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A little history...
Bonneval, from its founding in 1147 to the Revolution
Today, the one coming from Espalion discovers at the bottom of the valley two pavilions connected by the entrance gate where, in its niche framed by small columns, smiles a Madonna and Child of the twelfth century. The towers, round and square, with or without machicolations, and all the buildings of various styles surprise from the start. These fortifications of various eras bear witness to an eventful history: the Hundred Years' War and wars of religion, looting and fires did not spare the monastery, despite everything occupied by a sufficiently large community until the Revolution.
Origin of the abbey
From Cîteaux ...
A simpler lifestyle, more loneliness and separation from the world, more poverty in food and clothing, reinstated in honor of the work of the hands: such were the aspirations of the first Cistercians, who were first Benedictine monks eager to return to fidelity to the Rule of Saint Benedict.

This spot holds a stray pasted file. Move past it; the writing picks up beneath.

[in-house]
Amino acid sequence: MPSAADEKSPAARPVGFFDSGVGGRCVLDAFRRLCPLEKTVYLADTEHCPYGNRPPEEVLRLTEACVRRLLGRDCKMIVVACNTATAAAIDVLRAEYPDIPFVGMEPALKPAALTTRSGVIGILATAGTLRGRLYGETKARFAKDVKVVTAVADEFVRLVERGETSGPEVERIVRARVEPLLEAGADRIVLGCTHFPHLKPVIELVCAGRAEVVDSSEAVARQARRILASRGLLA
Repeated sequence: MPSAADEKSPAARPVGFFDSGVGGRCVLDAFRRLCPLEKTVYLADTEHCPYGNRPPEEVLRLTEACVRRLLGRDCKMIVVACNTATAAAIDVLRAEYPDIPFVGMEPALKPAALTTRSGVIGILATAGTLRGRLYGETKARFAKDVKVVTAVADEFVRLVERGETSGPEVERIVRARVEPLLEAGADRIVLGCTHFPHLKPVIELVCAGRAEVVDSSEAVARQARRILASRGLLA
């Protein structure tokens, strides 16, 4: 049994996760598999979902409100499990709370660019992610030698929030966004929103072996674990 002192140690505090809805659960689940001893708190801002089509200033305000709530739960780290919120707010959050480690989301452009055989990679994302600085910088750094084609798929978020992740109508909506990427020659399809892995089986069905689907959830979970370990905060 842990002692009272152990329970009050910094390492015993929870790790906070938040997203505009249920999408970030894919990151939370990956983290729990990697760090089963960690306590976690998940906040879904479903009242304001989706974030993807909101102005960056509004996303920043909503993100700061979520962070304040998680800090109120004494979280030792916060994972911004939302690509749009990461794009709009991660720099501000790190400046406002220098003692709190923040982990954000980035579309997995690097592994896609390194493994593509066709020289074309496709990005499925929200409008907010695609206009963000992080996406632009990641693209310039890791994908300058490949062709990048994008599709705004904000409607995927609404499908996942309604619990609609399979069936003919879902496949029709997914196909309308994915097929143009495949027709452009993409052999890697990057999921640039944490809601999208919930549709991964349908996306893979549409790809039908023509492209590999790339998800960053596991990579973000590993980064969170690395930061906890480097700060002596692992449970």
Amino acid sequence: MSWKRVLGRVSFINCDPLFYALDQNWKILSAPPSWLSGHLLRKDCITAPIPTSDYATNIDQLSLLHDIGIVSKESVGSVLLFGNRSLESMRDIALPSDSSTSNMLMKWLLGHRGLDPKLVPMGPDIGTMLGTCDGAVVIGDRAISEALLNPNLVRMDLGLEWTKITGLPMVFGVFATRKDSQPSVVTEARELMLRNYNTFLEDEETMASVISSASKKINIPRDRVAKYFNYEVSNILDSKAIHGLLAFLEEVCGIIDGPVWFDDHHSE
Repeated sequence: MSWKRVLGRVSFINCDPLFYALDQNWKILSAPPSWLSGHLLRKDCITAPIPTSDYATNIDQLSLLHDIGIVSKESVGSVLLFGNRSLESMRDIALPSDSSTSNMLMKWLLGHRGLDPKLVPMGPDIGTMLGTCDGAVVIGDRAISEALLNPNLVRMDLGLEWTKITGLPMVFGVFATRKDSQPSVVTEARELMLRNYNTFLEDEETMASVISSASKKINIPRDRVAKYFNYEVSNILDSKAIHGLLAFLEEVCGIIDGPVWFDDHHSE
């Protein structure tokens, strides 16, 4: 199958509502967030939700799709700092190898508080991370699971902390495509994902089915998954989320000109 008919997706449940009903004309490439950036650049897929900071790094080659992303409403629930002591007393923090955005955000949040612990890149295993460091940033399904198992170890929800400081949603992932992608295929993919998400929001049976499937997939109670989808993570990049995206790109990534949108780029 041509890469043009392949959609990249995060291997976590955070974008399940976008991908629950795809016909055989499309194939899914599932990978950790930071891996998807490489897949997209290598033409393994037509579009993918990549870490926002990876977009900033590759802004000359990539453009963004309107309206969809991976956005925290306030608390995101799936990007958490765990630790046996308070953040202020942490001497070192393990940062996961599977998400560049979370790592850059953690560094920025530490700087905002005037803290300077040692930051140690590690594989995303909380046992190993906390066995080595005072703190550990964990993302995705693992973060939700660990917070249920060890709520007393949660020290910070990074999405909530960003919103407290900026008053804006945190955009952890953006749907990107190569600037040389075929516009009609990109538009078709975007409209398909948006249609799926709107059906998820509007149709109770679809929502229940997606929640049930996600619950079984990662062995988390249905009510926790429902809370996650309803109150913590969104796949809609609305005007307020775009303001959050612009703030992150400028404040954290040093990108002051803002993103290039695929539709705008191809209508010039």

Of all the monastic foundations of this period, none experienced a rise comparable to that of their "New Monastery" established in the forest of Cîteaux (1098).
... in Bonneval
Owned by the direct sonship of Cîteaux (by Bonnevaux and Mazan), the Abbey of Bonneval en Rouergue was born in 1147.
The abbey owes the initiative of its foundation to Guillaume de Calmont d'Olt, bishop of Cahors (1113-1143 / 1145), whose family castle still dominates Espalion. At his request, seven monks from Mazan en Vivarais with their prior Adhémar settled in Pussac, not far from the road that goes down from Laguiole to Espalion. Then, some time later, no doubt to find more loneliness, water sources in abundance and the proximity of the river, they came to settle two kilometers further, more deeply in the valley, with the place said "Bonalde". A wild valley with steep slopes, showing large rocks bare in the middle of beeches, oaks, ash trees ... In the middle flows a river, the Boralde de Flaujac. It is a typical Cistercian site because "Benoît loved the hills, Bernard the valleys" according to a medieval saying.